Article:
New York City’s pension funds for police officers, firefighters and civil employees are seeking proposals from hedge fund consultants as they weigh whether to invest in the loosely regulated investment pools.
The three funds, with combined assets of $64.5 billion as of March 31, want advice from firms on formulating strategy, identifying new investments and monitoring portfolios, according to a request for proposals from the comptroller’s office.
The pension plans are considering investing in hedge funds even as money flowing into the pools, which hold $1.65 trillion in assets, slowed by 30 percent in the second quarter, according to Hedge Fund Research Inc. One of five tax dollars collected by New York City, about $7.6 billion, will go into the pension funds this year. The city fired six money managers earlier this year after “poor performance” of the funds.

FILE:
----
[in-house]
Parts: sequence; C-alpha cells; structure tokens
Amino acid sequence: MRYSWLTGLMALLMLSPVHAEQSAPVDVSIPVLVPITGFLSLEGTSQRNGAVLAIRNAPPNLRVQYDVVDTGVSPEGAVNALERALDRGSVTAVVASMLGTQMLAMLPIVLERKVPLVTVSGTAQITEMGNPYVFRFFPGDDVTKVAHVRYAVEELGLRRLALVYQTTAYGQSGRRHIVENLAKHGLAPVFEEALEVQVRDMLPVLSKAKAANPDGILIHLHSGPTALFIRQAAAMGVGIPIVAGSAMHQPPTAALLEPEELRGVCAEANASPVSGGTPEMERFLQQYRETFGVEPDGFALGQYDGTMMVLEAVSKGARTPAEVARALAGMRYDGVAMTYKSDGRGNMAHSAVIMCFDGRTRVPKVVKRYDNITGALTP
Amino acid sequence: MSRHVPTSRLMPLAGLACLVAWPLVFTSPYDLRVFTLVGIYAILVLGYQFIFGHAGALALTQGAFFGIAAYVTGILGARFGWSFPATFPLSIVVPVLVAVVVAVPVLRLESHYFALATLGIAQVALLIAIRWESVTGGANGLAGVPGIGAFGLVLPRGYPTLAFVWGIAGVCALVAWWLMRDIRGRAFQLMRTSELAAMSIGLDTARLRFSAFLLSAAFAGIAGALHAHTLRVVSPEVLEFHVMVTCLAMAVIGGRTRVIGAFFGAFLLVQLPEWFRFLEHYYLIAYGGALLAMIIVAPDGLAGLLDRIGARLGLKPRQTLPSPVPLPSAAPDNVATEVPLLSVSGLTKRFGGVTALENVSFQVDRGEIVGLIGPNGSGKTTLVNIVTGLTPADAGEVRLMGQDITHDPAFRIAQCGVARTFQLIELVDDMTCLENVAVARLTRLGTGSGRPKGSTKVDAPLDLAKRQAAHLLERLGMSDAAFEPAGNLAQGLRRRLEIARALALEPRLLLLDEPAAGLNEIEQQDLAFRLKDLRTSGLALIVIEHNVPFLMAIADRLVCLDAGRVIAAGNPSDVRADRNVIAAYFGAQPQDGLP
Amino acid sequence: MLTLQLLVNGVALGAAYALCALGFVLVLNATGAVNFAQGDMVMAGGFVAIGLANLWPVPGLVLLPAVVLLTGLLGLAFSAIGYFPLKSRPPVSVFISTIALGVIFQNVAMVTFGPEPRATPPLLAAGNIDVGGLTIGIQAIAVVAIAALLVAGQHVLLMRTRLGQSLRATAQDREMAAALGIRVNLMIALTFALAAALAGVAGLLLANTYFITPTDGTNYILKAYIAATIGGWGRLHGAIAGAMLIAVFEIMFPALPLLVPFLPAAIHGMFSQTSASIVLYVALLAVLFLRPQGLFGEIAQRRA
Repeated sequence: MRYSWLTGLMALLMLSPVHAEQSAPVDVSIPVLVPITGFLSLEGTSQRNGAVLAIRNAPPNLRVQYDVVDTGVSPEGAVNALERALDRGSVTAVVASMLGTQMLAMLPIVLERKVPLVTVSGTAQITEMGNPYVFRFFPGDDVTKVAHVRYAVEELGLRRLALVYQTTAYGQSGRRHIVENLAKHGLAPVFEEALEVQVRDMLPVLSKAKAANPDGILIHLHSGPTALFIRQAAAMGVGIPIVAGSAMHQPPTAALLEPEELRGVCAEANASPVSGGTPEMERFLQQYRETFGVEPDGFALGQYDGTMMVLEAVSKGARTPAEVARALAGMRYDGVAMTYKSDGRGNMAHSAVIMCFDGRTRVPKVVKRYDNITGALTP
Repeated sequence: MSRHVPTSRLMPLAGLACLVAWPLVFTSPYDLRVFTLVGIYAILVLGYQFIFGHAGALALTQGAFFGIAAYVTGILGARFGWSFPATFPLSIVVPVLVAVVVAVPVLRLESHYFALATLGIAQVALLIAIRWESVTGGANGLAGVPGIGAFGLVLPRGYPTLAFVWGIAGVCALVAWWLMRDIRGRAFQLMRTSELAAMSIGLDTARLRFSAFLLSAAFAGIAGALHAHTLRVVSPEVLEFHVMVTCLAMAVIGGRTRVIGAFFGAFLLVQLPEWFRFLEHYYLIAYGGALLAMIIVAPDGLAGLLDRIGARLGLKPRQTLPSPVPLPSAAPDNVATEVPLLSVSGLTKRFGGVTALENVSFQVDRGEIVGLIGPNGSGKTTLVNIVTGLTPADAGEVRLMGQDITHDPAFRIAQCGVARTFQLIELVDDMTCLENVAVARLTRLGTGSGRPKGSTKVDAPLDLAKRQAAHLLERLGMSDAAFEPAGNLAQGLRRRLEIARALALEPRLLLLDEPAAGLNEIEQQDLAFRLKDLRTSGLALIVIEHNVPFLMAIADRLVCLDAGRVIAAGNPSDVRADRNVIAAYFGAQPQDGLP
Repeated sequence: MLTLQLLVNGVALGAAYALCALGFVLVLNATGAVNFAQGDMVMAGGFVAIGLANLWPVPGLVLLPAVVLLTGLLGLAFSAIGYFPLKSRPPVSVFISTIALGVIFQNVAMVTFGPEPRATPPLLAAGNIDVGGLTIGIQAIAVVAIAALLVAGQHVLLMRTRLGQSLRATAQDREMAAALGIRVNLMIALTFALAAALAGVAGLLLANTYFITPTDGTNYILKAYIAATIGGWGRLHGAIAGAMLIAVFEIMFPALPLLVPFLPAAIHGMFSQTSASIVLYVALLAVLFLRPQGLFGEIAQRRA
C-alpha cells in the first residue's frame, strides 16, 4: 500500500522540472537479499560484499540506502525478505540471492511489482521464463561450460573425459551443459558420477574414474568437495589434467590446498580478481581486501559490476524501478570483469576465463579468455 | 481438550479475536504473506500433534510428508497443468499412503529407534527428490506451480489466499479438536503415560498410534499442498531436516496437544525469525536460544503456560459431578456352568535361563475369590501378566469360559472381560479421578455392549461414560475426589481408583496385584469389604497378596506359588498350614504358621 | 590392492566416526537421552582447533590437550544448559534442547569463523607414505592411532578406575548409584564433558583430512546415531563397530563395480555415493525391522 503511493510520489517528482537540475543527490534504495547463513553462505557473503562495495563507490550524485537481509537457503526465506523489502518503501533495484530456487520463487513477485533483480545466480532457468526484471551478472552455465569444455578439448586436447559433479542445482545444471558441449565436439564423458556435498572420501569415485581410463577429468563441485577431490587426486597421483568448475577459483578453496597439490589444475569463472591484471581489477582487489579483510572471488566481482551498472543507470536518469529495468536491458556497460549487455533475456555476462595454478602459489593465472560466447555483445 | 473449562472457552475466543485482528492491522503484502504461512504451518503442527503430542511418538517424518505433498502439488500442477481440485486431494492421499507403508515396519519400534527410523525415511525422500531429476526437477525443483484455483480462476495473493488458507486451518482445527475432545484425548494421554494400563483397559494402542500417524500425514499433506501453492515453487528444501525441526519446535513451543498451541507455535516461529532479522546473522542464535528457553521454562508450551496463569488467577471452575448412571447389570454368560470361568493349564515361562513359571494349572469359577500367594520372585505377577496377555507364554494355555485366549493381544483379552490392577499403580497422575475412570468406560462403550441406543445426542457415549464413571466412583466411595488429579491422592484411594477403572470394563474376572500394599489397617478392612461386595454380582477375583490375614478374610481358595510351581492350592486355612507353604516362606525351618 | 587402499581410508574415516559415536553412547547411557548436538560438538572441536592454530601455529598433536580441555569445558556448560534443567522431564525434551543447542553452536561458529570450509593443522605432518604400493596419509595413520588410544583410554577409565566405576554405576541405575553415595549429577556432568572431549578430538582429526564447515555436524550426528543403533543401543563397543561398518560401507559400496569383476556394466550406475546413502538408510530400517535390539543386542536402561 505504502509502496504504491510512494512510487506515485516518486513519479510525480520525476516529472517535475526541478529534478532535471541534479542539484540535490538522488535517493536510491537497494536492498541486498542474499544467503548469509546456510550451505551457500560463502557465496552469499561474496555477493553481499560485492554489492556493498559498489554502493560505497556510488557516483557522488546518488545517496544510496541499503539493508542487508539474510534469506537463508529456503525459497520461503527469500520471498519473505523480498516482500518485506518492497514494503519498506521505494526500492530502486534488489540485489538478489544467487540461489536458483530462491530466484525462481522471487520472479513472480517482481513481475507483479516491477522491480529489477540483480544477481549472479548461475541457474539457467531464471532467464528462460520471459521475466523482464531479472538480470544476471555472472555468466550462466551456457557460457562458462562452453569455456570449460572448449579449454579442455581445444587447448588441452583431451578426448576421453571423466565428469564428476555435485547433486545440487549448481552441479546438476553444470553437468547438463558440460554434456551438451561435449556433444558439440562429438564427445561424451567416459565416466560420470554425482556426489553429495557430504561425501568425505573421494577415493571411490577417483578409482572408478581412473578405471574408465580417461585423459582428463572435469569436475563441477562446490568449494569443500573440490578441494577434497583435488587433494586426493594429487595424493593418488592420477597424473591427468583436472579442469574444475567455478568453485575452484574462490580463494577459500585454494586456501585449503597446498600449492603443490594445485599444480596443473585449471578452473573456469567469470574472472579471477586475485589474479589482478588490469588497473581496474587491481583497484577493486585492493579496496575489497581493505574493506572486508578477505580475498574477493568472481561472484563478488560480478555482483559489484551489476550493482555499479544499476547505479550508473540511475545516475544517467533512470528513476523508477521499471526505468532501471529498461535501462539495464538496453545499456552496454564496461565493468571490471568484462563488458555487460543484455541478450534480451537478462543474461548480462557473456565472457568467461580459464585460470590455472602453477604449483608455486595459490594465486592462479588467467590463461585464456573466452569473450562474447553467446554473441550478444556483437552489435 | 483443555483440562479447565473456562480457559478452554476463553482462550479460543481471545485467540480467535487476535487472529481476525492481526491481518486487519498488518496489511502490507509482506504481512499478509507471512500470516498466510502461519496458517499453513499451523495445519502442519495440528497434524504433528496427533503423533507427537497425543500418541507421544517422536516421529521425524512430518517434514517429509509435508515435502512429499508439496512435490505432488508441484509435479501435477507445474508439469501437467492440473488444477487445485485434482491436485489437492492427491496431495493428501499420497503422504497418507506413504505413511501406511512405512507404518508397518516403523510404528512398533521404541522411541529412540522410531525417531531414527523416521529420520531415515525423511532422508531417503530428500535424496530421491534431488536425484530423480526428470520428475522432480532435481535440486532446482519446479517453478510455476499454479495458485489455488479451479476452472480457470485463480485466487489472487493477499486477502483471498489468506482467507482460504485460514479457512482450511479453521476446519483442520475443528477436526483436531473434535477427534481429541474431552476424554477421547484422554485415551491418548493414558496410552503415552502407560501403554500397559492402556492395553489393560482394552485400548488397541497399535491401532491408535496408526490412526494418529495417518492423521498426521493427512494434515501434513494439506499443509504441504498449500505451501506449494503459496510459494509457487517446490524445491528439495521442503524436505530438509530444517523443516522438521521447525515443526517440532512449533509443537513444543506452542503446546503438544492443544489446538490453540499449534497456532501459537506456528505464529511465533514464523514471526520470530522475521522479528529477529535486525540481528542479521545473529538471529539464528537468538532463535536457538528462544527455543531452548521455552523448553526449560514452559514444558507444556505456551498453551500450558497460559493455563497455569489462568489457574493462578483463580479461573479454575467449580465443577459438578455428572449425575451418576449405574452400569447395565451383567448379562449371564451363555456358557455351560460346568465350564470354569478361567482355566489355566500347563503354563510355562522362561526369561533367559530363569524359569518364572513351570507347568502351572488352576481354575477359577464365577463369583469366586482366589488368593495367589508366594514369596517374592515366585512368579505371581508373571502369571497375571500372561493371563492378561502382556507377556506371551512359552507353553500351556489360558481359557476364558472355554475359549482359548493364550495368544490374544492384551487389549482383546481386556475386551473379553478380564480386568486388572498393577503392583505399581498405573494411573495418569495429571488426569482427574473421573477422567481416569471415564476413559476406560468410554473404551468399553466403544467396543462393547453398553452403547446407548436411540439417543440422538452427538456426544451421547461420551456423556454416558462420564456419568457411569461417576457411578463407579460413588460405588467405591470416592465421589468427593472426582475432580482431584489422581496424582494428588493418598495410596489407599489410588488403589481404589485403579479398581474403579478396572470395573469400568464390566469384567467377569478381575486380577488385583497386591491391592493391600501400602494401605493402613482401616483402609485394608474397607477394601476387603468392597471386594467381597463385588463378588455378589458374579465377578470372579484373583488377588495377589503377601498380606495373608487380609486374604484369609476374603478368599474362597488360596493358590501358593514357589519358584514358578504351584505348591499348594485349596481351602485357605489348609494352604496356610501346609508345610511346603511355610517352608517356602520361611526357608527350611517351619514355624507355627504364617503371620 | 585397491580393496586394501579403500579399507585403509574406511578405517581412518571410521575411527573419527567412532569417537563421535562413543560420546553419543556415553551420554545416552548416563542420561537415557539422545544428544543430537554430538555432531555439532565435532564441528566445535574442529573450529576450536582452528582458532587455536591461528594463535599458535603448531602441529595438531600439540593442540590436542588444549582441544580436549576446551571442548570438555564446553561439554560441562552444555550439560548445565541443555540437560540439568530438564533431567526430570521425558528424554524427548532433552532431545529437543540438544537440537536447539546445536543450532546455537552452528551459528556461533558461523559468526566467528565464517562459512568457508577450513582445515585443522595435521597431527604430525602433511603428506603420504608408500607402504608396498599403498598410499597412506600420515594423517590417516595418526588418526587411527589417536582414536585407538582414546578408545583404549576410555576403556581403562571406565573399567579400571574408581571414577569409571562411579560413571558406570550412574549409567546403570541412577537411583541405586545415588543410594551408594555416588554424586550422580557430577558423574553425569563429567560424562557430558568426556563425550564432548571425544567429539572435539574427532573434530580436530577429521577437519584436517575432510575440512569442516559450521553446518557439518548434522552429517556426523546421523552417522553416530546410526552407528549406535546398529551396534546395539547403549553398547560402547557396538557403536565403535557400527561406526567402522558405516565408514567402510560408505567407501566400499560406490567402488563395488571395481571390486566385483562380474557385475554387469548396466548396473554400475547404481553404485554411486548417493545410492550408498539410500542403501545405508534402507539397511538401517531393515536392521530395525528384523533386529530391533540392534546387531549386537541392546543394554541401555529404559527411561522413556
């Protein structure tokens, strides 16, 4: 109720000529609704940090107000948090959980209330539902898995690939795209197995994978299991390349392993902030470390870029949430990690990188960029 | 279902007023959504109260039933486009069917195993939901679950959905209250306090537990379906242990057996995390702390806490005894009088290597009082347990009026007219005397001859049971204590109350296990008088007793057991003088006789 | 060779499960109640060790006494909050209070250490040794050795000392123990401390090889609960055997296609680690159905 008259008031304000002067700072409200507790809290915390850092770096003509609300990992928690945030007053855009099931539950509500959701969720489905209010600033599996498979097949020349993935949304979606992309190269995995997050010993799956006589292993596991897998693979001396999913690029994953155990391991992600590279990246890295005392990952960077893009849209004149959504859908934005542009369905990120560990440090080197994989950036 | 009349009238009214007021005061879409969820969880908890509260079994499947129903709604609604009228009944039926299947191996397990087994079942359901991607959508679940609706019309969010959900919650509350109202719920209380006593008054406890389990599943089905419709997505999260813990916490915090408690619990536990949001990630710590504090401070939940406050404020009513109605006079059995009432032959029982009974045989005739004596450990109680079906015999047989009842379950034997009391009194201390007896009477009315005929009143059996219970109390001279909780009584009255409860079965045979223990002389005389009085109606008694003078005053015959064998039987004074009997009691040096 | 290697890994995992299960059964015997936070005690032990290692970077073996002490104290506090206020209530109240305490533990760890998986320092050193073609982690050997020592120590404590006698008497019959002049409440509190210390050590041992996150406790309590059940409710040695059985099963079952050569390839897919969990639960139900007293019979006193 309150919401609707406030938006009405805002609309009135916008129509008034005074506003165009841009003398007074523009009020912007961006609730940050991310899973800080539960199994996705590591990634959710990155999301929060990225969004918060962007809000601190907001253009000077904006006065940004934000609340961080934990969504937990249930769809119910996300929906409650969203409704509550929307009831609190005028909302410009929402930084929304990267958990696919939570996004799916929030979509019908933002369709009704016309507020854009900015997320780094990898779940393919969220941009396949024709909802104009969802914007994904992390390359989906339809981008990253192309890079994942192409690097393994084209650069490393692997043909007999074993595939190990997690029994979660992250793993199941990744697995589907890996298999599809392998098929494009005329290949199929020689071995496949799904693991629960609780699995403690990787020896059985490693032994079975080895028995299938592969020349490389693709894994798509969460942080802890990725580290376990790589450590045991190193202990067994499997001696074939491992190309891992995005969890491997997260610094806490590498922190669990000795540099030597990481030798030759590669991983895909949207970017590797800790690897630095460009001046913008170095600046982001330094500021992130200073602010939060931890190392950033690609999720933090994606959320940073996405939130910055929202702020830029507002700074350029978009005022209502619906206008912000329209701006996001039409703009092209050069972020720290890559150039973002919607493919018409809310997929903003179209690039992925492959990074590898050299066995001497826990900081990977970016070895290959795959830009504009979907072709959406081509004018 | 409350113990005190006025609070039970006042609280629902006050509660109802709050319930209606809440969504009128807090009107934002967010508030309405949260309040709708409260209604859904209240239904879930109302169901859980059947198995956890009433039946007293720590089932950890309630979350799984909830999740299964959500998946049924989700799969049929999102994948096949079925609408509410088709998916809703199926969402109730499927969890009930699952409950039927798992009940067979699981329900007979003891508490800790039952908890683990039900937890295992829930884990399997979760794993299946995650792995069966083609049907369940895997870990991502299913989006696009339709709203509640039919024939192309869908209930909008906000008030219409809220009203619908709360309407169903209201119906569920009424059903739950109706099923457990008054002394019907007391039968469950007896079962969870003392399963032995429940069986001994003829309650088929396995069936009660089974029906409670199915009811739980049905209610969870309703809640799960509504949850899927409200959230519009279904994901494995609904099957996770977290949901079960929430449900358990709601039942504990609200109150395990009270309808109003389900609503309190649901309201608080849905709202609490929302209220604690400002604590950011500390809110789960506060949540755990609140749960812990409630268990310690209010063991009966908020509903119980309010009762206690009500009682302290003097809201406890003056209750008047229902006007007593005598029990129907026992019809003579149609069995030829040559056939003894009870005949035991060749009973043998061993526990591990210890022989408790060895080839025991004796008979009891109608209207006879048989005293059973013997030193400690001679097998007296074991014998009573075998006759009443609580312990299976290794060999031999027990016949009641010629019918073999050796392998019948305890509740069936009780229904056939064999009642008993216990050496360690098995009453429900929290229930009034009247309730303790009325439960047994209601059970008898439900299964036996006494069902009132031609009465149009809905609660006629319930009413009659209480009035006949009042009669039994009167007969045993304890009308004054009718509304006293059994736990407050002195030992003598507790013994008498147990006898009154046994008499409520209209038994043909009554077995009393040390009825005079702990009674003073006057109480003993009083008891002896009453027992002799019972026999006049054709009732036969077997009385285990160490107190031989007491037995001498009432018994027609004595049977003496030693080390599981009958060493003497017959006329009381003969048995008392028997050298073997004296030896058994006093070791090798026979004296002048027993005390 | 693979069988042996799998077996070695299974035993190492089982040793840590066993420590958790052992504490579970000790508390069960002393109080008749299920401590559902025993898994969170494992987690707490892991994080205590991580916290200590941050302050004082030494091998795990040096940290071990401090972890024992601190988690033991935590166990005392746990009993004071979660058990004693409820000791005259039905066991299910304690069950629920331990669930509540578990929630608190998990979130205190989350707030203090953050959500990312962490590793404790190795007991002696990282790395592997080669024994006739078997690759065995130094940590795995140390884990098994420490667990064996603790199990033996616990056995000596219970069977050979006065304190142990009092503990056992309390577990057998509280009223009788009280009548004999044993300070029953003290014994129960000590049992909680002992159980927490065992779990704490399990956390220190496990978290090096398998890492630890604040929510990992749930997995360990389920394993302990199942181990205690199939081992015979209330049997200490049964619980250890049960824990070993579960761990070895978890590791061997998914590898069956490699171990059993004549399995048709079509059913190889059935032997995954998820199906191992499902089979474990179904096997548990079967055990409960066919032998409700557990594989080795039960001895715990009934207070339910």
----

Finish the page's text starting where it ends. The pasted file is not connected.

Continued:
“The pension funds have not historically invested in hedge funds,” said Mike Loughran, spokesman for Comptroller John Liu, in an e-mail. He declined to comment further.
The three-year contract would also include investment research. New York City has five public pension funds with assets of $103.8 billion as of May 31. None of the pensions have invested with hedge funds.
Investors added a net $9.5 billion to hedge funds in the three months through June, down from $13.7 billion in the prior period, the Chicago-based research firm HFR said yesterday, as concerns about Europe’s debt crisis and the possible slowing of economic growth pushed stock markets down.
Hedge funds posted an average decline of 2.5 percent in the three months ended June 30 as the Standard & Poor’s 500 Index of the largest U.S.-listed companies slumped 12 percent, the first quarterly drop in a year.
The city funds are asking firms to describe how they analyze hedge funds, including evaluating risk and conflicts of interest. It also asks firms to provide a track record of all investment recommendations they’ve offered.
Proposals to the city comptroller are due Aug. 9. A contract may be awarded as early as October.